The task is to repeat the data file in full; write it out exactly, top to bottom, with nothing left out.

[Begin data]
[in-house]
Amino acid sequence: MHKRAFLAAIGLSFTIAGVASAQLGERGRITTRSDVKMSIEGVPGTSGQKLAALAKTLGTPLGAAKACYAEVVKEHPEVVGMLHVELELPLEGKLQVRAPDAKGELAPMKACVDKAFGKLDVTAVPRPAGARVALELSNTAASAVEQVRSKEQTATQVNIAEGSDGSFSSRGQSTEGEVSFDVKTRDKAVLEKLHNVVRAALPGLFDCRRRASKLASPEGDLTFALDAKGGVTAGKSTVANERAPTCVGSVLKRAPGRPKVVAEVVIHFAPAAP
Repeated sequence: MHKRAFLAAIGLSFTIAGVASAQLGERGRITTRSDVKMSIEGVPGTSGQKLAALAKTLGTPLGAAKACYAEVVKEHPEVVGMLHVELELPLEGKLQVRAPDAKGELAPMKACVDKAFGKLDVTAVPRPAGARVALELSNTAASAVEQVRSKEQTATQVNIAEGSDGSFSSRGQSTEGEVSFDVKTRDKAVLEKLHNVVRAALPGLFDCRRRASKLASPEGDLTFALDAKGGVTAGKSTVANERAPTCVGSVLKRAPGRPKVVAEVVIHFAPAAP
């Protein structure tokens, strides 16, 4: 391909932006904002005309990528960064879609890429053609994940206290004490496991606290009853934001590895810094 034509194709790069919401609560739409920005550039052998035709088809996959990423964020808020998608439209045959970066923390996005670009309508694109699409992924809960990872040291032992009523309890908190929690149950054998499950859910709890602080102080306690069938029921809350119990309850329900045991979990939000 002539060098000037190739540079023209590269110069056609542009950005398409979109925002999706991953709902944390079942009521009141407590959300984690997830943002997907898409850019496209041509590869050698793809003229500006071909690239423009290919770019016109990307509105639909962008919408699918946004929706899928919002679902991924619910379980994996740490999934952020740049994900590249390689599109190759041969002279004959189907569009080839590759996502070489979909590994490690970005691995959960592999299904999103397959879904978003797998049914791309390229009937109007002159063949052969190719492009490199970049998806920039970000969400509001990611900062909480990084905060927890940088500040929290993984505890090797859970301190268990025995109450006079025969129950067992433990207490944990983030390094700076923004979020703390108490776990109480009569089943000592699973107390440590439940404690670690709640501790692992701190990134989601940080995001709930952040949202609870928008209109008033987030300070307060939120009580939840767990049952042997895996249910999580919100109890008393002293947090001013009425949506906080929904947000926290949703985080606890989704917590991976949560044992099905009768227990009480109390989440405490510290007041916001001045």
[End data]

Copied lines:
[in-house]
Amino acid sequence: MHKRAFLAAIGLSFTIAGVASAQLGERGRITTRSDVKMSIEGVPGTSGQKLAALAKTLGTPLGAAKACYAEVVKEHPEVVGMLHVELELPLEGKLQVRAPDAKGELAPMKACVDKAFGKLDVTAVPRPAGARVALELSNTAASAVEQVRSKEQTATQVNIAEGSDGSFSSRGQSTEGEVSFDVKTRDKAVLEKLHNVVRAALPGLFDCRRRASKLASPEGDLTFALDAKGGVTAGKSTVANERAPTCVGSVLKRAPGRPKVVAEVVIHFAPAAP
Repeated sequence: MHKRAFLAAIGLSFTIAGVASAQLGERGRITTRSDVKMSIEGVPGTSGQKLAALAKTLGTPLGAAKACYAEVVKEHPEVVGMLHVELELPLEGKLQVRAPDAKGELAPMKACVDKAFGKLDVTAVPRPAGARVALELSNTAASAVEQVRSKEQTATQVNIAEGSDGSFSSRGQSTEGEVSFDVKTRDKAVLEKLHNVVRAALPGLFDCRRRASKLASPEGDLTFALDAKGGVTAGKSTVANERAPTCVGSVLKRAPGRPKVVAEVVIHFAPAAP
């Protein structure tokens, strides 16, 4: 391909932006904002005309990528960064879609890429053609994940206290004490496991606290009853934001590895810094 034509194709790069919401609560739409920005550039052998035709088809996959990423964020808020998608439209045959970066923390996005670009309508694109699409992924809960990872040291032992009523309890908190929690149950054998499950859910709890602080102080306690069938029921809350119990309850329900045991979990939000 002539060098000037190739540079023209590269110069056609542009950005398409979109925002999706991953709902944390079942009521009141407590959300984690997830943002997907898409850019496209041509590869050698793809003229500006071909690239423009290919770019016109990307509105639909962008919408699918946004929706899928919002679902991924619910379980994996740490999934952020740049994900590249390689599109190759041969002279004959189907569009080839590759996502070489979909590994490690970005691995959960592999299904999103397959879904978003797998049914791309390229009937109007002159063949052969190719492009490199970049998806920039970000969400509001990611900062909480990084905060927890940088500040929290993984505890090797859970301190268990025995109450006079025969129950067992433990207490944990983030390094700076923004979020703390108490776990109480009569089943000592699973107390440590439940404690670690709640501790692992701190990134989601940080995001709930952040949202609870928008209109008033987030300070307060939120009580939840767990049952042997895996249910999580919100109890008393002293947090001013009425949506906080929904947000926290949703985080606890989704917590991976949560044992099905009768227990009480109390989440405490510290007041916001001045």